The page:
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Wet bags and pail liners can be a significant financial investment, especially if you buy more of the higher-end ones.
Seeing them leaking can be discouraging, especially because you bought them to last for a long time.
It’s even worse if this happens at the beginning of using cloth diapers, where you’re nowhere near the potty training phase.
You’re probably wondering what is going on and if there is something you can do to fix the leaks yourself.
By reading this post, you’ll learn how to prevent the leaking and fix it if it happens.
If you ended up with not enough functional wet bags/pail liners, read this post where I list alternatives to wet bags/pail liners.
Always Squeeze Out Excess Fluids from Rinsed Diapers
Remember that water-resistant does not mean waterproof, meaning the PUL can only resist moisture up to a certain point. If there is too much moisture, the PUL won’t be able to hold it all inside the wet bag, and you’ll notice leaks.
Putting diapers with pee only into the wet bag or the pail liner directly without rinsing is okay. They generally won’t be so wet that a quality wet bag couldn’t handle it.
After rinsing poopy or nighttime diapers, however, you have to squeeze as much water as possible out of the diaper.
In my experience, squeezing water out is the hardest to do with fitted diapers (affiliate link to Amazon) since they’re generally thicker and more absorbent than the other types.
I sometimes use the rinsing program on my washing machine if I’m dealing with rinsing fitted diapers.
You’ll probably be able to squeeze the excess water easily with all other types of cloth diapers.
If you’re wondering about what are the other cloth diaper types, check out this post to see which cloth diaper types will best suit your needs.
Identify the Leaking Area
Where exactly is your wet bag/pail liner leaking?
Is it at the seams? The whole bottom area? On a large portion of the wet bag/pail liner?
If your PUL leaks at the seams, you probably store a lot of excess water inside the wet bag. This can be because you didn’t squeeze the excess water out of the diapers thoroughly enough, or you’re storing too many wet diapers inside the wet bag.
Leaks on the bottom or any other area of your wet bag/pail liner also indicate that the PUL probably can’t take that much moisture and lets it through, resulting in leaks. This can be because you’re either placing diapers with excess water in them or storing too many diapers inside the wet bag.
Another option is that the PUL doesn’t work anymore because of the normal wear and tear caused by prolonged use and frequent washing at high water temperatures.
Check for PUL Damage
Turn the wet bag or the pail liner inside out and inspect the PUL for any potential holes and tears.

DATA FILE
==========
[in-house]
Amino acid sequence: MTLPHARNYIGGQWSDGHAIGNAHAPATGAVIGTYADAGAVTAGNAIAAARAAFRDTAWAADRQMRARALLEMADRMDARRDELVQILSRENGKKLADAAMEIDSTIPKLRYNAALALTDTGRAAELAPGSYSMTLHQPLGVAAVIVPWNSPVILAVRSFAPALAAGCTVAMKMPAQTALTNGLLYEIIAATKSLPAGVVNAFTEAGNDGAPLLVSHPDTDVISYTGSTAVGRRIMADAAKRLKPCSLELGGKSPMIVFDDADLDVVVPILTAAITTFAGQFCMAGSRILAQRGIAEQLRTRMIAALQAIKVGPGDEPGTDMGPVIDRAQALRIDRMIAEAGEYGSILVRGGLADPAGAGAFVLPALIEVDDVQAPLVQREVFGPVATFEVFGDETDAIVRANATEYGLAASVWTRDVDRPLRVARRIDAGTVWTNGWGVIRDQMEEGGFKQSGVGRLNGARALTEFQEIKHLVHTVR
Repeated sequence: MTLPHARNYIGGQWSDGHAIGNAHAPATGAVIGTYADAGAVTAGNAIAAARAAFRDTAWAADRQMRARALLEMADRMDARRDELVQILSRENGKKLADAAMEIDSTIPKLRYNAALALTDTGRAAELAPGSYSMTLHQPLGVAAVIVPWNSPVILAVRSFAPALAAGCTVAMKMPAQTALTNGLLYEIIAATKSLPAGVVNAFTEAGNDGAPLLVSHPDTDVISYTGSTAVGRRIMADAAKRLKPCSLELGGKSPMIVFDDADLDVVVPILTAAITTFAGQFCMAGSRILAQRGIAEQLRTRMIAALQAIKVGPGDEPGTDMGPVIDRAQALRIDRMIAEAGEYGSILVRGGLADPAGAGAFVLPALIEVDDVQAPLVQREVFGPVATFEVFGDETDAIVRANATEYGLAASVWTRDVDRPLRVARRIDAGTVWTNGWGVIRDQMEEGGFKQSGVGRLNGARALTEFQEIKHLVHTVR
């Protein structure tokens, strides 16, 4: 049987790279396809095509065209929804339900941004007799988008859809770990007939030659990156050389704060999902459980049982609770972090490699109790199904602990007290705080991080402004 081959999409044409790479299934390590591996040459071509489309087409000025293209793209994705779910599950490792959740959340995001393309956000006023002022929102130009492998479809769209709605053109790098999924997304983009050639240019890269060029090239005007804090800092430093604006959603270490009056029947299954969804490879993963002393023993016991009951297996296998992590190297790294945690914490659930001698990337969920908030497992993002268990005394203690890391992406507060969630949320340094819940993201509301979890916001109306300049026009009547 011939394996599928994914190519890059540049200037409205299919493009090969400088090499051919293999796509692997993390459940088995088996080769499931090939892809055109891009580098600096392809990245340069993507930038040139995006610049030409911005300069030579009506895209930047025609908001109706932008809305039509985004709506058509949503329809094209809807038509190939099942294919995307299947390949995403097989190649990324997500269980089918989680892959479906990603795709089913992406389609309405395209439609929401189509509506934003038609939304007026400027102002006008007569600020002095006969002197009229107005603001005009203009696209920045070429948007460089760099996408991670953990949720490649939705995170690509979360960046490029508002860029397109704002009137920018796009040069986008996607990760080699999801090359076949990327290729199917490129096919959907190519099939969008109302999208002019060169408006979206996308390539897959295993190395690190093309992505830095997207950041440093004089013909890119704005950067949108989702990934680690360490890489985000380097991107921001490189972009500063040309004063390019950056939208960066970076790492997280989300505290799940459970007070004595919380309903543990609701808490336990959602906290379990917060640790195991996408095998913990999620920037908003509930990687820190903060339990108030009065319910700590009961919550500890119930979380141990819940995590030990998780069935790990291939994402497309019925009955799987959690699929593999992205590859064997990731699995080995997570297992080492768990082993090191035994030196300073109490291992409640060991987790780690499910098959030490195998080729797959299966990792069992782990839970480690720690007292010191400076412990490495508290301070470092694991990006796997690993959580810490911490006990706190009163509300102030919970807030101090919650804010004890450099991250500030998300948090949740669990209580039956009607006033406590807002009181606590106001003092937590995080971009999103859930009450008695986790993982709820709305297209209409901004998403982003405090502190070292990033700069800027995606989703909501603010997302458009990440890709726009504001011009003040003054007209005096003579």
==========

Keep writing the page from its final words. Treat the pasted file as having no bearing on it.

Apply special attention to the seams where PUL could be damaged easier than in other areas.
If you find any tears, that is probably the main reason for the leaks.
Another inconvenience that can happen to PUL is delamination.
Delamination means that the water-resistant layer delaminates from the outside layer, which doesn’t necessarily mean that PUL will leak. Still, it does make it much more susceptible to potential damage and, therefore, to future leaks.
If delamination occurs within the warranty period, take advantage of it and inform the manufacturer.
Fix Porous PUL with a Revitalizer
Unless your PUL is obviously torn in many places, chances are you will be able to revitalize the PUL and make it water-resistant again. Revitalizing won’t fix cracks and tears but will prevent leaks by applying the revitalizer to PUL.
This is especially handy if you know your cloth diapering journey will end in the next couple of months, and you don’t want to buy new wet bags/pail liners again.
Know the Lifespan of PUL
Contrary to common beliefs, PUL probably won’t be able to withhold all the washing and drying at high temperatures for more than 2 to 3 years.
Like every other fabric/material PUL also has a certain lifespan expectancy.
Many manufacturers state that PUL will last about 100 – 200 washes, which adds up pretty quickly, considering you’re washing cloth diapers every 2 to 3 days.
Let’s assume you’re alternating between two large wet bags/diaper pails and washing cloth diapers every 2.5 days. You will wash each large wet bag/pail liner every five days.
This amounts to 73 wash cycles in one year, so if we assume the PUL durability of 100-200 wash cycles, your wet bag/pail liner will likely last anywhere from 16 to 33 months.
The same principle applies to smaller wet bags often used for outings. Let’s assume that most of these will be washed every 2.5 days.
This amounts to 146 wash cycles in one year, so if we assume the PUL durability of 100-200 wash cycles, your wet bags will likely last anywhere from 8-16 months.
Of course, there will be outliers in real life, where the PUL might get damaged earlier, or it might last you a long time, way over what the manufacturers officially expect.
Minimize Risk for Potential PUL Damage
You can help your PUL wet bags/pail liners to reach a longer lifespan by doing these things:
- Keep enough wet bags/pail liners in your stash to alternate between them and therefore keep them functional longer because you won’t use them all the time,
- air-dry the wet bags/pail liners as much as possible or use the dryer on low heat since high heat will decrease the PUL’s lifespan,
- avoid placing them in direct sunlight for a longer period because the high heat can damage PUL,
- don’t use bleach or fabric softeners when washing PUL wet bags/pail liners,
- use a revitalizer to restore the water-resistant layer in PUL.